Professor Jo Hardin, who teaches statistics at Pomona, is likewise fascinated by such a notion. “I strongly believe that humans are exceedingly bad judges of observable quantitative information,” Hardin said. She taught an ID1 course last year called Statistics in the Real World and used Moneyball as a part of the class curriculum. While she is more interested in the idea of randomness in sports statistics, she certainly appreciates the advent of sabermetrics in baseball.
“Without statistics, our subjective perception of ability will invariably mislead our judgment of the players,” Hardin said. “It is hard to differentiate a .300 hitter and a .350 hitter across an entire season, let’s say you only see the home games. Consider a .300 hitter who gets 1000 at-bats in a season, 500 at-bats at home. In an average season, he’ll get 150 hits with a range of 111-186 hits. The .350 hitter will get 175 hits on average with a range of 127-216 hits. But it is completely possible for the .350 hitter to get fewer runs than the .300 hitter!”
According to Billy Beane, runs produce wins. In his formula, it didn’t matter if you hit .350 or .300 as long as you produce runs. Such an idea seems counterintuitive to fans who are trained to laud players with high averages. The economists and the statisticians of the world thought otherwise.
A growing interest in sports statistics at schools across the country has helped to bolster the movement. People are starting to take sabermetrics as a serious academic discipline. Tufts University offers a course called Sabermetrics 101, Williams College’s Math 399 course focuses exclusively on sabermetrics, and Yale School of Management teaches sabermetrics to future MBA-holders.
Professor Chandler has also embarked on research projects at Pomona. He has taught sports statistics before and is intrigued at the prospect of translating statistical ideas into baseball. Chandler is working with Guy Stevens PO ’13 to figure out which data might predict major league success and how evaluation is done at various levels. He’s also helping Evan Watts PO ’12 on his senior thesis, which is looking at trying to establish patterns in pitch selection and location.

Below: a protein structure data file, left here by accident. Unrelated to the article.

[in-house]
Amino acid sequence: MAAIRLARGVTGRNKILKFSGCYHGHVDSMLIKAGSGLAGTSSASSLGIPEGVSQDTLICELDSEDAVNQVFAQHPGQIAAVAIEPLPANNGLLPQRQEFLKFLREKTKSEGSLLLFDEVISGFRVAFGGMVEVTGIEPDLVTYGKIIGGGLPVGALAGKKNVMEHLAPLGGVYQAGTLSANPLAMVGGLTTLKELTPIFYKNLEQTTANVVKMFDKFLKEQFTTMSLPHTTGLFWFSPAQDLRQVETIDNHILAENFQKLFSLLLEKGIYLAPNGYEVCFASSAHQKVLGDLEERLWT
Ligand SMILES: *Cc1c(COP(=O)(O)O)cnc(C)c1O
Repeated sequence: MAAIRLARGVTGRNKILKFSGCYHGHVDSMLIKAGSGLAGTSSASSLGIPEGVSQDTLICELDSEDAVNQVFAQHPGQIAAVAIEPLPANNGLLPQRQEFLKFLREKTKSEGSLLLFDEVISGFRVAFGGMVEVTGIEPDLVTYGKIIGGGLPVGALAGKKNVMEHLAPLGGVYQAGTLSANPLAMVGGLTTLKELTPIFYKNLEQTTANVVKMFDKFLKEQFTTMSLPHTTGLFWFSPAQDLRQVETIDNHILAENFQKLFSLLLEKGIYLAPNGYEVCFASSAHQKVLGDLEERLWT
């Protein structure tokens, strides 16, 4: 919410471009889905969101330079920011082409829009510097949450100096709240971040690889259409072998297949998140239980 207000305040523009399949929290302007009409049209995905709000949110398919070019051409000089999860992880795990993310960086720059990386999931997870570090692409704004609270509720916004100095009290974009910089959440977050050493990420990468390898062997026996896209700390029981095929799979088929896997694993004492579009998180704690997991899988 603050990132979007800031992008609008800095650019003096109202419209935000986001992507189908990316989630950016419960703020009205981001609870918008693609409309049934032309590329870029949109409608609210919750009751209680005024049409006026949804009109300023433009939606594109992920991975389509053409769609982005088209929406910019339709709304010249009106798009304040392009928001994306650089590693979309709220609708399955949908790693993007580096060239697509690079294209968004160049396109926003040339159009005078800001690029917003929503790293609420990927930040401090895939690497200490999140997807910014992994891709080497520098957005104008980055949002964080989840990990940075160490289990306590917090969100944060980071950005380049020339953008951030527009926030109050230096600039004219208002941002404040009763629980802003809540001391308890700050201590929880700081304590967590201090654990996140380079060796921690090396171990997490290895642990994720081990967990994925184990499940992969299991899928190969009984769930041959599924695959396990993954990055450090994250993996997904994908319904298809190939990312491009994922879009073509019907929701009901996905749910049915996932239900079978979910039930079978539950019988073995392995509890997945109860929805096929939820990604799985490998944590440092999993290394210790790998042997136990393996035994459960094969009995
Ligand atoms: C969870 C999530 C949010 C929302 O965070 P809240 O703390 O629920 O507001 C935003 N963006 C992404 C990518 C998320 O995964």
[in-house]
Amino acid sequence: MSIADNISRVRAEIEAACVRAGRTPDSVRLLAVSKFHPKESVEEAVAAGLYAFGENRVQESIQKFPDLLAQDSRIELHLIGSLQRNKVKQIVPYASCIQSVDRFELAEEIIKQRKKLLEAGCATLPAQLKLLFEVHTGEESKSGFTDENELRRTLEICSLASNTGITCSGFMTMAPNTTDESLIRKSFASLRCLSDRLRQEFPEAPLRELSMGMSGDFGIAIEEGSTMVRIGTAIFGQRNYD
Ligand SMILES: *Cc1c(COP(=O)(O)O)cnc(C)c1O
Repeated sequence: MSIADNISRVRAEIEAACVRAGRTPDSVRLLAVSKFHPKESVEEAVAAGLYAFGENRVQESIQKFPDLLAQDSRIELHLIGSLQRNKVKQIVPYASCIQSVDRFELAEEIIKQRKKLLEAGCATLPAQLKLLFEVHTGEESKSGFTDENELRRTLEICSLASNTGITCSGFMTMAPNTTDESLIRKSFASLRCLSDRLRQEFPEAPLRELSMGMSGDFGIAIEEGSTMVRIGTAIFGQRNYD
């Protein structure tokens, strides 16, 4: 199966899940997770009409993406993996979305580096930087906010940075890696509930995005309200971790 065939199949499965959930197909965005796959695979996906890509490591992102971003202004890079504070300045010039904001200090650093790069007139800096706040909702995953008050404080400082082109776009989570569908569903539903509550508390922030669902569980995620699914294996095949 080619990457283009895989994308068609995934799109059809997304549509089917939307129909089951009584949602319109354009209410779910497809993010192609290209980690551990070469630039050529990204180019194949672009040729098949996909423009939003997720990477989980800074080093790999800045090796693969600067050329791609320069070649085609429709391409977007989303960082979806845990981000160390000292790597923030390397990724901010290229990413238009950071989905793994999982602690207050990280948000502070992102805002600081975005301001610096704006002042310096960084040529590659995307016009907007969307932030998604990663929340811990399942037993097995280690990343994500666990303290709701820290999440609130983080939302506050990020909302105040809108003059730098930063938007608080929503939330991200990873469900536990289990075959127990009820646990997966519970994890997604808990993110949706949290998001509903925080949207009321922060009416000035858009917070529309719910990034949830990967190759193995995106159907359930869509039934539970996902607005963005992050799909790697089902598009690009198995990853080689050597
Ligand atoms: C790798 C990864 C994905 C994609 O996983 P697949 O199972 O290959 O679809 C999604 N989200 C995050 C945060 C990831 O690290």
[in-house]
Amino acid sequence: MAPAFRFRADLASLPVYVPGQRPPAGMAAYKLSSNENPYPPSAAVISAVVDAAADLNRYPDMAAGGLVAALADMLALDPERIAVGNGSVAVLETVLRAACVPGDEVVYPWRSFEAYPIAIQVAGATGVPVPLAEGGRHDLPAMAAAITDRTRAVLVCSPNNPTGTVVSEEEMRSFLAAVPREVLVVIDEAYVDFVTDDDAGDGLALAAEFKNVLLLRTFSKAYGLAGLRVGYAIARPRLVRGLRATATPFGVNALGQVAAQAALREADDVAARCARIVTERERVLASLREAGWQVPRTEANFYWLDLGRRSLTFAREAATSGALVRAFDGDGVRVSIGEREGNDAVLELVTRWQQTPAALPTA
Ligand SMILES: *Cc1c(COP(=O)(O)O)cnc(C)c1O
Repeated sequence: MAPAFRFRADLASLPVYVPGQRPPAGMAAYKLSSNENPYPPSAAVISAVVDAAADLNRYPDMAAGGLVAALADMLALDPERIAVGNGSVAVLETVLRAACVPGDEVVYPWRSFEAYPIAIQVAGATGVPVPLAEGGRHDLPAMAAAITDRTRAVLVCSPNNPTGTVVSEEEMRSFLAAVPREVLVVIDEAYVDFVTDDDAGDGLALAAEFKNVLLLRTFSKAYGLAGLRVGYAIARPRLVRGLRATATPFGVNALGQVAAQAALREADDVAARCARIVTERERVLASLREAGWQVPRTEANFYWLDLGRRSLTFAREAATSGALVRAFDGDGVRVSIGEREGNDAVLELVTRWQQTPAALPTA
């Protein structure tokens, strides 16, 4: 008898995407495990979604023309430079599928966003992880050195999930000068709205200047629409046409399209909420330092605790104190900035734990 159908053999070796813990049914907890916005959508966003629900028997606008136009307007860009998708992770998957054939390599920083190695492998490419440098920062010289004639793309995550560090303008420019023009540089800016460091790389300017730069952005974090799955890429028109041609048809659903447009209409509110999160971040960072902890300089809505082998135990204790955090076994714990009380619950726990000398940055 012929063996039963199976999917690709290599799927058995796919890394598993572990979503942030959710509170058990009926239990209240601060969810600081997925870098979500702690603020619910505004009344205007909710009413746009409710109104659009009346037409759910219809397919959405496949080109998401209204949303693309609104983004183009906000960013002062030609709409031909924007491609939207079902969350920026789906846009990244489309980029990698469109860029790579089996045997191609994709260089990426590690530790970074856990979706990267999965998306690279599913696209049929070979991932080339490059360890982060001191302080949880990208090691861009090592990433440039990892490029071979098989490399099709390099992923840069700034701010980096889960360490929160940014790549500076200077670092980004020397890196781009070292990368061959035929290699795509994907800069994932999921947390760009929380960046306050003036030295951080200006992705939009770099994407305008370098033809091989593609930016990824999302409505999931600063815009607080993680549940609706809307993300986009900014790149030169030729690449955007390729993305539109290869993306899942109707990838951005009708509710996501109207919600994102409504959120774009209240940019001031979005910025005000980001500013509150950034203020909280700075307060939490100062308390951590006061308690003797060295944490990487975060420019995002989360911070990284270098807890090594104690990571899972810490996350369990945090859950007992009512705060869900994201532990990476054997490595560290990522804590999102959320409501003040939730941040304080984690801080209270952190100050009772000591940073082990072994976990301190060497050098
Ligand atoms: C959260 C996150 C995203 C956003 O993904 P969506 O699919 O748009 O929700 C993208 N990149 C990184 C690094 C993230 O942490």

“I read a Nature paper on predicting splicing patterns for exons in RNA based on a few hundred features,” professor Chandler said, “And I realized their technique was exactly what we needed for the baseball project.”
Sabermetrics is now somewhat of a discourse. People are asking serious questions and answering them through different theories. While people are still tentative about the realistic effects of Moneyball, scholars recognize the practical benefits.
The Statistical Fan
Nick Gentili PO ’13 plays for the baseball team and thinks that Moneyball gives fans a deeper appreciation for the numbers in baseball.
“I play fantasy baseball, so I am hugely into stats. But more than that, Moneyball made people take the statistical side of baseball more seriously. It helps to get a better overall evaluation of players.”
There is a mixed reaction among fans regarding Moneyball. For people like Nick, analytical statistics has definitely helped fans appreciate the game on a different level, looking for subtleties and praising contributions of undervalued players. But for others, numbers may simply be a distraction.
“From a fan’s standpoint, it’s questionable whether it’s made the game better,” said coach and professor Chandler. “It’s easy to like a guy that hits the ball a mile, it’s harder to get excited about watching someone take ball four on a pitch just off the plate. But that turns out to be an incredibly valuable skill.”
More heated reactions to sabermetrics have also taken place. A couple of years ago, Shane Jenson, a statistics professor at the Wharton School, argued through his newly devised statistical analysis that Derek Jeter was the worst defensive shortstop in the game. Jenson’s analysis created a fury among New Yorkers, who dismissed the argument as farcical. Derek Jeter is more than a number to New York fans. They see him making clutch plays and churning out Gold Gloves to the tune of five in his career. There is a sentiment among casual fans that numbers are taking away the excitement of watching athletes who, more than anything, should be adored for their athleticism.
To most fans, however, Moneyball is already history. It happened a decade ago and has become a story to be enjoyed on screen. But the sabermetrics saga didn’t end with Billy Beane; it just started. Sabermetrics has altered the way the public watches baseball and changed the way debates will be framed. And as teams struggle to find more efficient means of managing players, the market simply keeps on growing.